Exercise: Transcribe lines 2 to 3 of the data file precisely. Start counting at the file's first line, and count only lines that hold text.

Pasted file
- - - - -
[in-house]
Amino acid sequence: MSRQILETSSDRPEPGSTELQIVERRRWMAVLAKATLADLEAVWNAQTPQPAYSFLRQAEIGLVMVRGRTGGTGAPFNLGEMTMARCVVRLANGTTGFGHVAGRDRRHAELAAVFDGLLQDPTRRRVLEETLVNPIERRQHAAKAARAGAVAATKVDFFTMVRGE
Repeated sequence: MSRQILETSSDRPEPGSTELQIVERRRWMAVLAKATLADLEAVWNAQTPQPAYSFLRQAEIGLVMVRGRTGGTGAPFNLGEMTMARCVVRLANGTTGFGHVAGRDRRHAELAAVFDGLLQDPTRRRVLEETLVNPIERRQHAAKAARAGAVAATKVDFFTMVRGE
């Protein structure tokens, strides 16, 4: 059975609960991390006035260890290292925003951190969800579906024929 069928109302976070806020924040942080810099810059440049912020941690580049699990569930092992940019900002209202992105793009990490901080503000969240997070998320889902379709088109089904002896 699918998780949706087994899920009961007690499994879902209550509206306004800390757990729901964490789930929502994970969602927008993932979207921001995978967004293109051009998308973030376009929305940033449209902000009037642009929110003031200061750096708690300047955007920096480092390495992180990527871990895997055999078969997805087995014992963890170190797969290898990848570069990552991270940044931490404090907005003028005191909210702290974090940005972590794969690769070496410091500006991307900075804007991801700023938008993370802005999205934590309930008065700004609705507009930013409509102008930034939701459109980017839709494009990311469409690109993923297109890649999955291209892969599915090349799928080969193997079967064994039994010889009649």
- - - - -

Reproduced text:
Amino acid sequence: MSRQILETSSDRPEPGSTELQIVERRRWMAVLAKATLADLEAVWNAQTPQPAYSFLRQAEIGLVMVRGRTGGTGAPFNLGEMTMARCVVRLANGTTGFGHVAGRDRRHAELAAVFDGLLQDPTRRRVLEETLVNPIERRQHAAKAARAGAVAATKVDFFTMVRGE
Repeated sequence: MSRQILETSSDRPEPGSTELQIVERRRWMAVLAKATLADLEAVWNAQTPQPAYSFLRQAEIGLVMVRGRTGGTGAPFNLGEMTMARCVVRLANGTTGFGHVAGRDRRHAELAAVFDGLLQDPTRRRVLEETLVNPIERRQHAAKAARAGAVAATKVDFFTMVRGE